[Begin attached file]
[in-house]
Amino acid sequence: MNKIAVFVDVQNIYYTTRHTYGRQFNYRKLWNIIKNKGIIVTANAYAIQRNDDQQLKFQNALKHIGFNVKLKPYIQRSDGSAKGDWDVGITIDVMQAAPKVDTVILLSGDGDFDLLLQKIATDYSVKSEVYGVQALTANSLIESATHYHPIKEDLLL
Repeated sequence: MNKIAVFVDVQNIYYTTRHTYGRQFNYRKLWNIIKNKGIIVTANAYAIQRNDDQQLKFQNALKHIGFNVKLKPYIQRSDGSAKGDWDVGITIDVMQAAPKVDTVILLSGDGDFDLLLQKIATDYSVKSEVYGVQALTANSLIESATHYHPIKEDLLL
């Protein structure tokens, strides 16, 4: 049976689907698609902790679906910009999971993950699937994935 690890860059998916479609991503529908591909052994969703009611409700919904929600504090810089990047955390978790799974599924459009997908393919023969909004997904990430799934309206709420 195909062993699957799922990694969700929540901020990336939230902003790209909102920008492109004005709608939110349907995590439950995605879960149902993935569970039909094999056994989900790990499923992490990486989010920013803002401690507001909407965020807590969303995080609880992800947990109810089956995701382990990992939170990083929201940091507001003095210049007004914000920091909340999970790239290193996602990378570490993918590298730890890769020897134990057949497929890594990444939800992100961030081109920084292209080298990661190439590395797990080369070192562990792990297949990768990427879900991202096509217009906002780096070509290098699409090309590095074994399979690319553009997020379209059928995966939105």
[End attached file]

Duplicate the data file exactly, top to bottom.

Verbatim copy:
[in-house]
Amino acid sequence: MNKIAVFVDVQNIYYTTRHTYGRQFNYRKLWNIIKNKGIIVTANAYAIQRNDDQQLKFQNALKHIGFNVKLKPYIQRSDGSAKGDWDVGITIDVMQAAPKVDTVILLSGDGDFDLLLQKIATDYSVKSEVYGVQALTANSLIESATHYHPIKEDLLL
Repeated sequence: MNKIAVFVDVQNIYYTTRHTYGRQFNYRKLWNIIKNKGIIVTANAYAIQRNDDQQLKFQNALKHIGFNVKLKPYIQRSDGSAKGDWDVGITIDVMQAAPKVDTVILLSGDGDFDLLLQKIATDYSVKSEVYGVQALTANSLIESATHYHPIKEDLLL
């Protein structure tokens, strides 16, 4: 049976689907698609902790679906910009999971993950699937994935 690890860059998916479609991503529908591909052994969703009611409700919904929600504090810089990047955390978790799974599924459009997908393919023969909004997904990430799934309206709420 195909062993699957799922990694969700929540901020990336939230902003790209909102920008492109004005709608939110349907995590439950995605879960149902993935569970039909094999056994989900790990499923992490990486989010920013803002401690507001909407965020807590969303995080609880992800947990109810089956995701382990990992939170990083929201940091507001003095210049007004914000920091909340999970790239290193996602990378570490993918590298730890890769020897134990057949497929890594990444939800992100961030081109920084292209080298990661190439590395797990080369070192562990792990297949990768990427879900991202096509217009906002780096070509290098699409090309590095074994399979690319553009997020379209059928995966939105």